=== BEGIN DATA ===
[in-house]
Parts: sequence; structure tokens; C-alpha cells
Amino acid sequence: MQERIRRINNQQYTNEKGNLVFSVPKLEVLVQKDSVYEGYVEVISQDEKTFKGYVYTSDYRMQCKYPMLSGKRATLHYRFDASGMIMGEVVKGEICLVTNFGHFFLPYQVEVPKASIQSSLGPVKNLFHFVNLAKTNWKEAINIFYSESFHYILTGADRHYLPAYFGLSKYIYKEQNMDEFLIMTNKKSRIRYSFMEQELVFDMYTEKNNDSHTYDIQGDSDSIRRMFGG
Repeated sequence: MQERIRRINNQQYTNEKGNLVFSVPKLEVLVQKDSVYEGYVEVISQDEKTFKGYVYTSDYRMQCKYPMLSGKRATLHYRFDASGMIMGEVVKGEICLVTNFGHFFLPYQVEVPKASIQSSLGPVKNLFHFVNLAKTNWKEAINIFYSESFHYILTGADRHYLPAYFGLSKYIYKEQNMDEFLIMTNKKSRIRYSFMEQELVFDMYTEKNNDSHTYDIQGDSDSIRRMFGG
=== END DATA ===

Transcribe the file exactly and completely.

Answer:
[in-house]
Parts: sequence; structure tokens; C-alpha cells
Amino acid sequence: MQERIRRINNQQYTNEKGNLVFSVPKLEVLVQKDSVYEGYVEVISQDEKTFKGYVYTSDYRMQCKYPMLSGKRATLHYRFDASGMIMGEVVKGEICLVTNFGHFFLPYQVEVPKASIQSSLGPVKNLFHFVNLAKTNWKEAINIFYSESFHYILTGADRHYLPAYFGLSKYIYKEQNMDEFLIMTNKKSRIRYSFMEQELVFDMYTEKNNDSHTYDIQGDSDSIRRMFGG
Repeated sequence: MQERIRRINNQQYTNEKGNLVFSVPKLEVLVQKDSVYEGYVEVISQDEKTFKGYVYTSDYRMQCKYPMLSGKRATLHYRFDASGMIMGEVVKGEICLVTNFGHFFLPYQVEVPKASIQSSLGPVKNLFHFVNLAKTNWKEAINIFYSESFHYILTGADRHYLPAYFGLSKYIYKEQNMDEFLIMTNKKSRIRYSFMEQELVFDMYTEKNNDSHTYDIQGDSDSIRRMFGG